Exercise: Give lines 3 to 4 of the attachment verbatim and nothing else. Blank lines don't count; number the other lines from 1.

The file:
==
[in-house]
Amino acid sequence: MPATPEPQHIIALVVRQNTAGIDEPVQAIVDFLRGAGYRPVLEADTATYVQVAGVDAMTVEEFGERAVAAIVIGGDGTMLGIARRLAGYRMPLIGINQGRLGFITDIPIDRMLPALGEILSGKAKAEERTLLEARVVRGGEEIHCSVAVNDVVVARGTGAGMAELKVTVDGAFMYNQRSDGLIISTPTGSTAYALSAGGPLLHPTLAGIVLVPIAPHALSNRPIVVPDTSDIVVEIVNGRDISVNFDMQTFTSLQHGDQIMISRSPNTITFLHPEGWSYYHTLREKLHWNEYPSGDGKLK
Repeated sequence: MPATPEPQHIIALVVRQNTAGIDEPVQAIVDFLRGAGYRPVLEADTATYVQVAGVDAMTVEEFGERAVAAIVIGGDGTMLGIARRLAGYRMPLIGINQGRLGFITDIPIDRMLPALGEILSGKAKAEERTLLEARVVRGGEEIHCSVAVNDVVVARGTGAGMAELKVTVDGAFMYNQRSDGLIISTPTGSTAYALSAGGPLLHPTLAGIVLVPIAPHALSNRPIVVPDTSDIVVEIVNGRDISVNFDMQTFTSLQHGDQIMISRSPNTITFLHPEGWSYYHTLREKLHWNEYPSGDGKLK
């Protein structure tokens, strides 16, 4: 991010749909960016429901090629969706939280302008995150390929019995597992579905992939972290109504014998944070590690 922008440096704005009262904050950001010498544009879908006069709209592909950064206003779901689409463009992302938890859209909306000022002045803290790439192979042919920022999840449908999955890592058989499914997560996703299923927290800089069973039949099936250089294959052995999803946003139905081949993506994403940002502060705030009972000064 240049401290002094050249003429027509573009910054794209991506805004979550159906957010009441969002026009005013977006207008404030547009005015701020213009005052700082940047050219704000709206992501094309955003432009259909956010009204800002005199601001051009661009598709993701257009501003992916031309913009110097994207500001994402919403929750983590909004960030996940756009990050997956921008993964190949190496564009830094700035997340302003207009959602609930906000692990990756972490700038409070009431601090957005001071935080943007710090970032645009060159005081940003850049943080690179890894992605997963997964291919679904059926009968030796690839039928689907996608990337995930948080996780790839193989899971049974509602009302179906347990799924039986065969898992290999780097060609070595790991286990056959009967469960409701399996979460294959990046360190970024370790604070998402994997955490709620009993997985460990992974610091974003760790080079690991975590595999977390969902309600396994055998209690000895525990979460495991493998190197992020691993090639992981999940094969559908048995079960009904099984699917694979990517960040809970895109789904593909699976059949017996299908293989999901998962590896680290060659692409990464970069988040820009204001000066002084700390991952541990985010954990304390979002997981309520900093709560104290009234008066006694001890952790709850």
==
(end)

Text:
Repeated sequence: MPATPEPQHIIALVVRQNTAGIDEPVQAIVDFLRGAGYRPVLEADTATYVQVAGVDAMTVEEFGERAVAAIVIGGDGTMLGIARRLAGYRMPLIGINQGRLGFITDIPIDRMLPALGEILSGKAKAEERTLLEARVVRGGEEIHCSVAVNDVVVARGTGAGMAELKVTVDGAFMYNQRSDGLIISTPTGSTAYALSAGGPLLHPTLAGIVLVPIAPHALSNRPIVVPDTSDIVVEIVNGRDISVNFDMQTFTSLQHGDQIMISRSPNTITFLHPEGWSYYHTLREKLHWNEYPSGDGKLK
């Protein structure tokens, strides 16, 4: 991010749909960016429901090629969706939280302008995150390929019995597992579905992939972290109504014998944070590690 922008440096704005009262904050950001010498544009879908006069709209592909950064206003779901689409463009992302938890859209909306000022002045803290790439192979042919920022999840449908999955890592058989499914997560996703299923927290800089069973039949099936250089294959052995999803946003139905081949993506994403940002502060705030009972000064 240049401290002094050249003429027509573009910054794209991506805004979550159906957010009441969002026009005013977006207008404030547009005015701020213009005052700082940047050219704000709206992501094309955003432009259909956010009204800002005199601001051009661009598709993701257009501003992916031309913009110097994207500001994402919403929750983590909004960030996940756009990050997956921008993964190949190496564009830094700035997340302003207009959602609930906000692990990756972490700038409070009431601090957005001071935080943007710090970032645009060159005081940003850049943080690179890894992605997963997964291919679904059926009968030796690839039928689907996608990337995930948080996780790839193989899971049974509602009302179906347990799924039986065969898992290999780097060609070595790991286990056959009967469960409701399996979460294959990046360190970024370790604070998402994997955490709620009993997985460990992974610091974003760790080079690991975590595999977390969902309600396994055998209690000895525990979460495991493998190197992020691993090639992981999940094969559908048995079960009904099984699917694979990517960040809970895109789904593909699976059949017996299908293989999901998962590896680290060659692409990464970069988040820009204001000066002084700390991952541990985010954990304390979002997981309520900093709560104290009234008066006694001890952790709850």